To quote Warren Buffett, “It takes 20 years to build a reputation and 5 minutes to ruin it. If you think about that, you’ll do things differently.” I might change that quote to say, “…and in the world of social media, it takes seconds to ruin it.” Thus, here are my five tips to help you (or your brand) avoid ruination and keep your reputation with digital reputation management.
- Be Prepared – Many brands may already have a social media policy, but few have a crisis policy with social media baked into it. When asked how they’d respond in the event of an emergency, they tell us about their protocol – a time line for who will write and review the press release, what to review past the legal team and when, etc. Get real! If there’s an actual emergency, it’ll erupt on Twitter, Instagram and Facebook in a fast minute. You won’t have time to write a press release and get your lawyer to respond. Emergencies and crisis travel at the speed of a tweet and in 140 characters or less. The public wants answers now and not in the form of a press release. Spend the time to identify some potential crisis scenarios and think about how you’ll respond on Twitter, Facebook, LinkedIn and your blog.
- Monitor – How can you respond if you don’t know what people are saying? Expensive online listening tools like Radian 6 and Sysomos exist, but why spend the money and time to learn them when there are great free options available? Anything from Twitter and Facebook Insights or even Google Alerts to true listening platforms like Tagboard, Hashtagify.me, Topsy, or SocialMention can all work just as well! Pick what’s right for you and your brand. At Everywhere, we use some of the free available tools, but we’re also big fans of NUVI*, a new online listening tool that scales your monthly fee by the number of monthly mentions your brand(s) gets.
- Be Transparent – Say what you know and also say what you don’t know as quickly as possible. Transparency fosters confidence in your brand even if you are in a sticky situation. It’s okay to send a vague tweet, which says, “We are aware of [the emergency] and will provide all details as soon as we have them.” It shows you are communicative even if you don’t have all the answers!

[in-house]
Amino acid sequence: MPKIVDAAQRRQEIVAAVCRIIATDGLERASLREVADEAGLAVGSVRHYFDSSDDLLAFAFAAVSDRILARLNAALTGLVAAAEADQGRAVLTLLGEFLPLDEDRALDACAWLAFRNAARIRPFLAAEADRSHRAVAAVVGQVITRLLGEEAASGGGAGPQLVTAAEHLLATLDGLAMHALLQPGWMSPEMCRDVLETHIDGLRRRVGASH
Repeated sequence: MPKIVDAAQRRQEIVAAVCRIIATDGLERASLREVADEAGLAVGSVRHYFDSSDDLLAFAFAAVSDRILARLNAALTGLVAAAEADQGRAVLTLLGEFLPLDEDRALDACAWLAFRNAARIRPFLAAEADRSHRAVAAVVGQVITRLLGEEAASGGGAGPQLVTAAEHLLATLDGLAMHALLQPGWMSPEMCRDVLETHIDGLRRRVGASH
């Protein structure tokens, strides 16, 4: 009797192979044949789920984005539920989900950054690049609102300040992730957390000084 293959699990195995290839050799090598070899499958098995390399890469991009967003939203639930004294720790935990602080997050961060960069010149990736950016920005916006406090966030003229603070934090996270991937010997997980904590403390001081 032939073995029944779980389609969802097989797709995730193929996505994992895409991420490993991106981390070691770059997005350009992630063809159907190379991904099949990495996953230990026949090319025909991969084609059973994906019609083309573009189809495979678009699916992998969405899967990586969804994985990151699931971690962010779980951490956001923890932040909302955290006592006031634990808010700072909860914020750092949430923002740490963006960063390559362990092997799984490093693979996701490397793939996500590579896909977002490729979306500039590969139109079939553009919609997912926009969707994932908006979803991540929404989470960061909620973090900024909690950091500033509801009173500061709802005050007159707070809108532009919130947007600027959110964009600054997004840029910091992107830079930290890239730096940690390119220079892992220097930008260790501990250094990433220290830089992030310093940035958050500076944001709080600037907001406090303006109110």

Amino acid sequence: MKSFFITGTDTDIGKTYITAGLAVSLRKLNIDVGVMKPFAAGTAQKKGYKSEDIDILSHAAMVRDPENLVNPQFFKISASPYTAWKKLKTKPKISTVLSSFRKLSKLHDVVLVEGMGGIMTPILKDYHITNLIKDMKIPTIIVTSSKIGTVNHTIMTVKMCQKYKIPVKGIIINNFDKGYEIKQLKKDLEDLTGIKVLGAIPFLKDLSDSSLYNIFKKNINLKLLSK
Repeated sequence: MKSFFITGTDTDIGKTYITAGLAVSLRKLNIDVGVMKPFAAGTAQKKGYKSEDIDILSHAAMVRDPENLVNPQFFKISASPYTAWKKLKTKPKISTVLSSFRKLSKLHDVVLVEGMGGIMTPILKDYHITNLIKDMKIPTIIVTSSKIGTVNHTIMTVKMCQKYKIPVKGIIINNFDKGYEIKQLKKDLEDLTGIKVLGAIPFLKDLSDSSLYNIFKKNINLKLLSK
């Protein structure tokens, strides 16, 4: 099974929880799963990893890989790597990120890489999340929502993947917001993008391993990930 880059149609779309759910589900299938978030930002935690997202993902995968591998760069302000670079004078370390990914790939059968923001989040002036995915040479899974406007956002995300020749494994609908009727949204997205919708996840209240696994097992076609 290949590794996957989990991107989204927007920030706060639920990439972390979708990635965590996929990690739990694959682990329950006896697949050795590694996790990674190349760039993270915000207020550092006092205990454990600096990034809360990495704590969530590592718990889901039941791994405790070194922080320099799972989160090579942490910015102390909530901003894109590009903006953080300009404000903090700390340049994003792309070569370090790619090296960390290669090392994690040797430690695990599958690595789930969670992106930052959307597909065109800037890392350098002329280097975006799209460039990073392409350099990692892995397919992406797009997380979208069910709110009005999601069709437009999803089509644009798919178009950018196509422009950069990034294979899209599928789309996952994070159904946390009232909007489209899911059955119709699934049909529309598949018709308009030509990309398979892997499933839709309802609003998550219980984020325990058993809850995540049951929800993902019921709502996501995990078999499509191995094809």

- Respond Thoughtfully – The best way to completely enrage your customer is to not talk to them! 1 in 3 people who received a reply to a negative online review turned around and posted a positive review in return (1). Here are the 4 C’s for Response that I like to follow:
- Control – By facing accusations or updating on the situation immediately, you get to control the message. The longer you’re silent, the less control you have and the more likely the situation is to spiral out of control… especially since we’re in the days where “Trending Topics” is more about what others are saying.
- Compassion – Show sympathy for the situation at hand and how it affects your customers. Making them think you care will help foster a positive relationship even if they’re unhappy.
- Commitment – Tell your consumers that you are here for them and you’re working as hard as possible to get things done, even if it’s just via a tweet. Reiterating this throughout the situation will help their peace of mind.
- Communication – I repeat,, silence is the best way to enrage. Open communication fosters good will and trust among your followers. If you have the (wo)man power to do so, individually reply to all or most messages of concern – not only will that show your communication skills are on point, but it’ll also hit home on another of the 4 C’s – Compassion.
- Safety First – Create posting moderation guidelines for your platforms and put them in public areas of your pages (i.e., your About section). It’ll set the stage for the types of posts you’ll accept on your page. While you can’t remove whatever you want, you can protect your brand against content that is threatening, defamatory or inappropriate. Deleting a negative comment or review should not be a part of this plan!
These are my five tips that I share with clients. Are there any I’ve forgotten or should add?
*If you’re curious about NUVI, contact Taylor Brown at firstname.lastname@example.org. Full disclosure: I’ll get a referral fee if you tell him I sent you. 😉